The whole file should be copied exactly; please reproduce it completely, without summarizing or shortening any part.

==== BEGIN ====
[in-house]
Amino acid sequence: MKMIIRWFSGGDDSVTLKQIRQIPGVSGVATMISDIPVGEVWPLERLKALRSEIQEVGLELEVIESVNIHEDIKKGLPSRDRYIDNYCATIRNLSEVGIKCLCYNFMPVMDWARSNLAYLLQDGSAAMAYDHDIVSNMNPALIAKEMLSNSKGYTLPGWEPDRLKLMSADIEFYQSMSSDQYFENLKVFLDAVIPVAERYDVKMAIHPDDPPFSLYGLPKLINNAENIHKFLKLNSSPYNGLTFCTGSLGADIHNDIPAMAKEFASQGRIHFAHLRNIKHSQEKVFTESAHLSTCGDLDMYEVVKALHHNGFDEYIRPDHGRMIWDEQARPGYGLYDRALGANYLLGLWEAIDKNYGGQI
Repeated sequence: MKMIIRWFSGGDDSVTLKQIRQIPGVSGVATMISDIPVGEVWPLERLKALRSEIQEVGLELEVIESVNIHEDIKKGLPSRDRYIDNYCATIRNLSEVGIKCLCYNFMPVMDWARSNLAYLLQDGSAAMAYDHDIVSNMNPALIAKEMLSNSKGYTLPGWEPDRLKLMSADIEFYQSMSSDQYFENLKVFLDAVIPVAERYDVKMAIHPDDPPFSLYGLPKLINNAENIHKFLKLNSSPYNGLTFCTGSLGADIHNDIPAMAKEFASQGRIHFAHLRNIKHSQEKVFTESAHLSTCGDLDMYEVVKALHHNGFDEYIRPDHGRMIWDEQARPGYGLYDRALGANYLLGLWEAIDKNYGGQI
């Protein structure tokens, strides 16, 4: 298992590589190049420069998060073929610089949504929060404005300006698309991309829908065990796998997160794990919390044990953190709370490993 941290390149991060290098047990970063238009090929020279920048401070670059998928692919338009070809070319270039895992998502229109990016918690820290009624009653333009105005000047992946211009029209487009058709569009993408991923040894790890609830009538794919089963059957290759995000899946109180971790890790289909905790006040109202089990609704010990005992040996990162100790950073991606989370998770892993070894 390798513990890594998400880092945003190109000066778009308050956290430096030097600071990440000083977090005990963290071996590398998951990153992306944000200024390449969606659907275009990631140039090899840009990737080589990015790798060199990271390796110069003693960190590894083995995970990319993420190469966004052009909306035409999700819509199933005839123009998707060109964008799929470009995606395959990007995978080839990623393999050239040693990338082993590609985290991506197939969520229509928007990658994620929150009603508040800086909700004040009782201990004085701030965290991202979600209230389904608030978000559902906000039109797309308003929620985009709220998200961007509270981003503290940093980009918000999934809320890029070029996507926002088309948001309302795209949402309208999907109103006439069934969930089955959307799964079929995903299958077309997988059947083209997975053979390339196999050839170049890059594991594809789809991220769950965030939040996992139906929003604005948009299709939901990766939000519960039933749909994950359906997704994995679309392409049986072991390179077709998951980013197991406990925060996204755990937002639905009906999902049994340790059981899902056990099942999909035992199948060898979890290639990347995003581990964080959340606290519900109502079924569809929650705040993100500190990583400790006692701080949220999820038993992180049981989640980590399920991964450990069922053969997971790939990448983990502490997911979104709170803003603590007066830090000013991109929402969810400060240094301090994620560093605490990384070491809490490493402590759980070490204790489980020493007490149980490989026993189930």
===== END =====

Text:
[in-house]
Amino acid sequence: MKMIIRWFSGGDDSVTLKQIRQIPGVSGVATMISDIPVGEVWPLERLKALRSEIQEVGLELEVIESVNIHEDIKKGLPSRDRYIDNYCATIRNLSEVGIKCLCYNFMPVMDWARSNLAYLLQDGSAAMAYDHDIVSNMNPALIAKEMLSNSKGYTLPGWEPDRLKLMSADIEFYQSMSSDQYFENLKVFLDAVIPVAERYDVKMAIHPDDPPFSLYGLPKLINNAENIHKFLKLNSSPYNGLTFCTGSLGADIHNDIPAMAKEFASQGRIHFAHLRNIKHSQEKVFTESAHLSTCGDLDMYEVVKALHHNGFDEYIRPDHGRMIWDEQARPGYGLYDRALGANYLLGLWEAIDKNYGGQI
Repeated sequence: MKMIIRWFSGGDDSVTLKQIRQIPGVSGVATMISDIPVGEVWPLERLKALRSEIQEVGLELEVIESVNIHEDIKKGLPSRDRYIDNYCATIRNLSEVGIKCLCYNFMPVMDWARSNLAYLLQDGSAAMAYDHDIVSNMNPALIAKEMLSNSKGYTLPGWEPDRLKLMSADIEFYQSMSSDQYFENLKVFLDAVIPVAERYDVKMAIHPDDPPFSLYGLPKLINNAENIHKFLKLNSSPYNGLTFCTGSLGADIHNDIPAMAKEFASQGRIHFAHLRNIKHSQEKVFTESAHLSTCGDLDMYEVVKALHHNGFDEYIRPDHGRMIWDEQARPGYGLYDRALGANYLLGLWEAIDKNYGGQI
């Protein structure tokens, strides 16, 4: 298992590589190049420069998060073929610089949504929060404005300006698309991309829908065990796998997160794990919390044990953190709370490993 941290390149991060290098047990970063238009090929020279920048401070670059998928692919338009070809070319270039895992998502229109990016918690820290009624009653333009105005000047992946211009029209487009058709569009993408991923040894790890609830009538794919089963059957290759995000899946109180971790890790289909905790006040109202089990609704010990005992040996990162100790950073991606989370998770892993070894 390798513990890594998400880092945003190109000066778009308050956290430096030097600071990440000083977090005990963290071996590398998951990153992306944000200024390449969606659907275009990631140039090899840009990737080589990015790798060199990271390796110069003693960190590894083995995970990319993420190469966004052009909306035409999700819509199933005839123009998707060109964008799929470009995606395959990007995978080839990623393999050239040693990338082993590609985290991506197939969520229509928007990658994620929150009603508040800086909700004040009782201990004085701030965290991202979600209230389904608030978000559902906000039109797309308003929620985009709220998200961007509270981003503290940093980009918000999934809320890029070029996507926002088309948001309302795209949402309208999907109103006439069934969930089955959307799964079929995903299958077309997988059947083209997975053979390339196999050839170049890059594991594809789809991220769950965030939040996992139906929003604005948009299709939901990766939000519960039933749909994950359906997704994995679309392409049986072991390179077709998951980013197991406990925060996204755990937002639905009906999902049994340790059981899902056990099942999909035992199948060898979890290639990347995003581990964080959340606290519900109502079924569809929650705040993100500190990583400790006692701080949220999820038993992180049981989640980590399920991964450990069922053969997971790939990448983990502490997911979104709170803003603590007066830090000013991109929402969810400060240094301090994620560093605490990384070491809490490493402590759980070490204790489980020493007490149980490989026993189930």